Milan restaurant, Birmingham – review

Milan Restaurant, Birmingham
You say Birmingham, I say Food.
With such variety, from Thai to Italian, American to Greek, Indian to Caribbean, Birmingham is a foodies paradise. No wonder, I went foodalistic (food + ballistic) trying various cuisines and soaking in the flavours of the world. However, my heart beats the fastest for Indian food (not because of the spices, I genuinely love Indian food) and that’s the reason I’m writing this post. I want to share with all my readers that I’ve found one of the best Indian restaurants in Birmingham, and that restaurant is Milan.
Considered to be a dining institution, Milan is tucked away nicely at the outskirts of Birmingham city centre on Newhall Street. The entrance and the interiors are inviting, with a modern setting coupled with an old world charm, low lighting, soft Bollywood music and fresh flower arrangements. As soon as we (me and my husband) entered the restaurant, we were greeted with a nice, big smile by the Head Chef of the restaurant, Parvinder Singh Multani. Ushered in to our seats, we were attended to immediately by the waiting staff. Drinks and Poppadoms (£1) followed soon after.
The restaurant has classy and inviting interiors
Milan offers an impressive and expansive menu, with a lot of vegetarian options. Innovation, it seems is the key word at Milan, as the dishes on offer are a unique fusion of East and West flavours. One look at the menu and the dishes with its innovative names, and you can see how much love and effort has gone into designing the menu for this place.   
To kick start, I ordered Almond Pears (£3.95), while my husband went for Naram Dill Tikki (£3.95). True to its name, the Naram Dill Tikki was super soft, with melted cheese oozing out from the heart-shaped dumpling. Almond Pears were served over sweet yogurt and were a delight. 
Almond Pears
Naram Dill Tikki
For mains, I ordered Bhindi Mushroom (£6.95) and Tadka Dal (£6.95) with Naan (£1.95). My husband went with Chicken Mirch Masala (£8.95) and Tandoori Roti (1.95). Flavoursome food with artistic presentation is how I would like to describe the mains. Naan was soft and chewy, and the Rotis were perfectly layered. The portions were just right as they arrived in cute little copper kadhais. No overpowering smells or spices, just amazing taste.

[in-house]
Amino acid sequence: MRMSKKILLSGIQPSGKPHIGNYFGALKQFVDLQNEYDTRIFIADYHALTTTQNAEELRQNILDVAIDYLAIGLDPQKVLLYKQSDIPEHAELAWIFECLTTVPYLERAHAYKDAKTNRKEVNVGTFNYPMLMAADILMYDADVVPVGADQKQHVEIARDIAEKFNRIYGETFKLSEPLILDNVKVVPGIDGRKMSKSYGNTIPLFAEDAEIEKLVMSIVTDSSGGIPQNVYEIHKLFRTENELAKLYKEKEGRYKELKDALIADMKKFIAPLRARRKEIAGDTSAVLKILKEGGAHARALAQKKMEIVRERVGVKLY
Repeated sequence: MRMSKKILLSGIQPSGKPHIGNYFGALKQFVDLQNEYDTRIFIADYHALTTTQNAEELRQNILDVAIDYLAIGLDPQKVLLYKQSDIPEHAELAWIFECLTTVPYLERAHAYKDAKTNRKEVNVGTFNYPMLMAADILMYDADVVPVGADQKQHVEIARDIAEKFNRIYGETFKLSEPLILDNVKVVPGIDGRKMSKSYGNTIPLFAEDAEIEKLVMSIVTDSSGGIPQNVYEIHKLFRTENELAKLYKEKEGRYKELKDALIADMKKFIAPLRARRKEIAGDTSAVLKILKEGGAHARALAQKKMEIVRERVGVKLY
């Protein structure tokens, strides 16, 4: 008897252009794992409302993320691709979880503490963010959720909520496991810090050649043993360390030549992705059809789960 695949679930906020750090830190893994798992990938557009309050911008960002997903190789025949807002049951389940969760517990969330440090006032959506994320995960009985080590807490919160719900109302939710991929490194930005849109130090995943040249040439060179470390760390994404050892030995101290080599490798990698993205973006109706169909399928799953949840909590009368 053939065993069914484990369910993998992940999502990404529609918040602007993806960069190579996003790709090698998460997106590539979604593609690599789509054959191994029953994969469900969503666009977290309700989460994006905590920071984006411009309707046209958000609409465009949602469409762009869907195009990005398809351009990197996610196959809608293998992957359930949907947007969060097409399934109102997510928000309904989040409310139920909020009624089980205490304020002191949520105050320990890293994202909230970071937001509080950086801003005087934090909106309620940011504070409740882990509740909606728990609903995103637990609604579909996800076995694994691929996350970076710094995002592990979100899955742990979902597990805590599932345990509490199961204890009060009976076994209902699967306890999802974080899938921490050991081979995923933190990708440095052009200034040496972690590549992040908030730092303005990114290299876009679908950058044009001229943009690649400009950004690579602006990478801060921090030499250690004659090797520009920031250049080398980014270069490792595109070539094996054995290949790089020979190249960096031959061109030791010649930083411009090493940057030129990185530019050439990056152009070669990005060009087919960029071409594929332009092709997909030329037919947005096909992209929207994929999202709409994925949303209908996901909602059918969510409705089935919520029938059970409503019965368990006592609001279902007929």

Bhindi Mushroom with Tadka Dal
Tandoori Roti
For desserts, we went with the highly recommended Rasmalai (fresh cheese dumplings cooked in milk) and Gajar Ka Halwa (a carrot based sweet). The desserts didn’t disappoint either, however, the star among the two was Rasmalai that was served with a strawberry decoration.
Gajar Ka Halwa with a dollop of Vanilla ice cream and Rasmalai with strawberries
Because of the reasonably priced menu, we could eat to our hearts content and still manage to keep our bill under £55. The ever friendly and smiling staff made the experience even more wonderful. Without doubt, I can say that this restaurant is sure to impress both the pocket-friendly crowd, as well as the most passionate North-Indian food aficionados. If we lived locally, Milan would have been my food mecca.


London Street Brasserie, Reading – review

What a view! London Street Brasserie
The thing that amazes me most about London Street Brasserie (LSB) is how insanely popular it is, even after almost 14 years in business. While all the other restaurants that opened at or around the same time in 2000 have either shut down or made way for fast food joints, LSB, interestingly, has not just survived, it has thrived over the years. Reason? It comes from a rich pedigree. Paul Clerehugh, the man behind the ultra-famous The Crooked Billet is the owner of LSB. Needless to say, I was super excited to dine at a restaurant that has been recommended in the prestigious Michelin guide every year, since 2002.
My gourmet experience started as soon as I entered LSB with my husband for a Monday night dinner. A lady with a warm and friendly smile greeted us from behind a bouquet of fresh flowers. Quickly confirming our booking, she ushered us into the dining area, where our table was beautifully lit and laid out.